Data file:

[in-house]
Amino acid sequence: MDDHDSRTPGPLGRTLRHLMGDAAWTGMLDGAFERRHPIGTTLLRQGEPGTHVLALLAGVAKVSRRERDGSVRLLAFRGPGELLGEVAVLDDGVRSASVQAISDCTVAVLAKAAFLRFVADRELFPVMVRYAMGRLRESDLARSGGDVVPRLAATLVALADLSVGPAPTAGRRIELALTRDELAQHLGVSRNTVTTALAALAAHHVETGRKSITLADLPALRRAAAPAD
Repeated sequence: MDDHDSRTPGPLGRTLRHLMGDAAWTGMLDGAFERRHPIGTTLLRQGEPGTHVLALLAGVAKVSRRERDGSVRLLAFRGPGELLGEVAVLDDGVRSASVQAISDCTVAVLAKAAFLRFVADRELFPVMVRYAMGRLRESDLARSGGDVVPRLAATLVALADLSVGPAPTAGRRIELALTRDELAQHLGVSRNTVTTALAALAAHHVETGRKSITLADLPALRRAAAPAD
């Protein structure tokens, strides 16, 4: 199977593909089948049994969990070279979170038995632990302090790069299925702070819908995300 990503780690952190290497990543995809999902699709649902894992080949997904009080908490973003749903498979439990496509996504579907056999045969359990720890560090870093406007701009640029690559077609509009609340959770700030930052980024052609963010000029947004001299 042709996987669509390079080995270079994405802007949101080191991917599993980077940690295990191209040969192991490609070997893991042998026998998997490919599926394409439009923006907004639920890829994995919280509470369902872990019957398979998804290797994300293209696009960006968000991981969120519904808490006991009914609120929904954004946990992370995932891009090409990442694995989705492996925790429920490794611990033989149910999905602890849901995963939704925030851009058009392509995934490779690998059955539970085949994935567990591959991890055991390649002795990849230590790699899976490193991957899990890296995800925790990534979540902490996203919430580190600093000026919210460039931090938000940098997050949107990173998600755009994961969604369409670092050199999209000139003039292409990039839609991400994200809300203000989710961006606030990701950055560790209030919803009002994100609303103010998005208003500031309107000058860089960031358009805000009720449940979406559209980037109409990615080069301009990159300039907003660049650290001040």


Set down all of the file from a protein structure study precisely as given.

[in-house]
Amino acid sequence: MDDHDSRTPGPLGRTLRHLMGDAAWTGMLDGAFERRHPIGTTLLRQGEPGTHVLALLAGVAKVSRRERDGSVRLLAFRGPGELLGEVAVLDDGVRSASVQAISDCTVAVLAKAAFLRFVADRELFPVMVRYAMGRLRESDLARSGGDVVPRLAATLVALADLSVGPAPTAGRRIELALTRDELAQHLGVSRNTVTTALAALAAHHVETGRKSITLADLPALRRAAAPAD
Repeated sequence: MDDHDSRTPGPLGRTLRHLMGDAAWTGMLDGAFERRHPIGTTLLRQGEPGTHVLALLAGVAKVSRRERDGSVRLLAFRGPGELLGEVAVLDDGVRSASVQAISDCTVAVLAKAAFLRFVADRELFPVMVRYAMGRLRESDLARSGGDVVPRLAATLVALADLSVGPAPTAGRRIELALTRDELAQHLGVSRNTVTTALAALAAHHVETGRKSITLADLPALRRAAAPAD
């Protein structure tokens, strides 16, 4: 199977593909089948049994969990070279979170038995632990302090790069299925702070819908995300 990503780690952190290497990543995809999902699709649902894992080949997904009080908490973003749903498979439990496509996504579907056999045969359990720890560090870093406007701009640029690559077609509009609340959770700030930052980024052609963010000029947004001299 042709996987669509390079080995270079994405802007949101080191991917599993980077940690295990191209040969192991490609070997893991042998026998998997490919599926394409439009923006907004639920890829994995919280509470369902872990019957398979998804290797994300293209696009960006968000991981969120519904808490006991009914609120929904954004946990992370995932891009090409990442694995989705492996925790429920490794611990033989149910999905602890849901995963939704925030851009058009392509995934490779690998059955539970085949994935567990591959991890055991390649002795990849230590790699899976490193991957899990890296995800925790990534979540902490996203919430580190600093000026919210460039931090938000940098997050949107990173998600755009994961969604369409670092050199999209000139003039292409990039839609991400994200809300203000989710961006606030990701950055560790209030919803009002994100609303103010998005208003500031309107000058860089960031358009805000009720449940979406559209980037109409990615080069301009990159300039907003660049650290001040």